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Henderson House, Falls Church.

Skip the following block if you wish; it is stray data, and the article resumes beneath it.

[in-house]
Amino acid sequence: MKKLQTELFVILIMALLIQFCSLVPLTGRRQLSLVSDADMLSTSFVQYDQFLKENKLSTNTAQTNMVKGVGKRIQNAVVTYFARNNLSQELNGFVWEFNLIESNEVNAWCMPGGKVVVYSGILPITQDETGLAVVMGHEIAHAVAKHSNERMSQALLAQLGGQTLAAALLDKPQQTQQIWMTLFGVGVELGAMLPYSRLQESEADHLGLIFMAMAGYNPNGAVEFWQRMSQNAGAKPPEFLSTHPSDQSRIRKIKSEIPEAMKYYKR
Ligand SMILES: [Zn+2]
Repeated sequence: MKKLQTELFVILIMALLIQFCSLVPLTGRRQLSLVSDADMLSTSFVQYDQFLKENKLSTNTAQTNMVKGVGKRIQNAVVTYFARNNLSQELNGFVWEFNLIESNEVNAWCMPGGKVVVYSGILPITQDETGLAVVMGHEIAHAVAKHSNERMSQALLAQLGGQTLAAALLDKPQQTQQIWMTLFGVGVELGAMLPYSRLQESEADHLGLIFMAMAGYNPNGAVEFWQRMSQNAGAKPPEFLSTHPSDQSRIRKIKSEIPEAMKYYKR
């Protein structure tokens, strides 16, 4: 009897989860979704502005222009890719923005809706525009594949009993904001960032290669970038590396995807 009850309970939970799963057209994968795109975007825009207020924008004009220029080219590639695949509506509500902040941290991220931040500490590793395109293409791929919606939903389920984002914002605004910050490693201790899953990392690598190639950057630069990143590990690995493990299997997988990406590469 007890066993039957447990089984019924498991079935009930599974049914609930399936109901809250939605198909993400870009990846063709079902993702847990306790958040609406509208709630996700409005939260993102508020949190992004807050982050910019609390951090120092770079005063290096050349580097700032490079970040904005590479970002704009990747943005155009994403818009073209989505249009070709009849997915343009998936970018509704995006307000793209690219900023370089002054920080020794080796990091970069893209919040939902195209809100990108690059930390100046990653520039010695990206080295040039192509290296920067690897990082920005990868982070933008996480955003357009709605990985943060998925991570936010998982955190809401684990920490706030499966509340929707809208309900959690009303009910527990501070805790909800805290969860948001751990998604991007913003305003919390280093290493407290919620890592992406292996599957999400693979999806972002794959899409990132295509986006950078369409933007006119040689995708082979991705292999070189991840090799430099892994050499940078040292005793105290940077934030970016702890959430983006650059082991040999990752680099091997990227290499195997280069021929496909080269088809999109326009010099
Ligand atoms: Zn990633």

A modest circa 1913 Sears, Roebuck & Co. Craftsman bungalow in Falls Church, this house is one of the few remaining in the area from early 20th century. It was the residence of Edwin Bancroft “E.B.” Henderson and his wife, Mary Ellen Meriwether Henderson, influential civil rights advocates. E.B. Henderson was the nation’s first certified African-American male physical education instructor. He also initiated and co-found the Colored Citizen’s Protective League, which by 1915 became the first rural branch in the nation of the NAACP (National Association for the Advancement of Colored People). A tireless advocate, E.B. wrote over 3,000 letters to newspaper editors about civil rights issues and served as a lifetime leader with the NAACP. Mary Ellen, a teacher and principal in Falls Church’s segregated schools, led efforts that improved schools for African-American students. She introduced a disparity study comparing Virginia’s all-black, all-white schools, influencing construction of a new school facility in Falls Church. She also served on an oversight committee for integrating schools, as per the Supreme Court’s decision in Brown v. Board of Education. The Henderson House remains in the family today.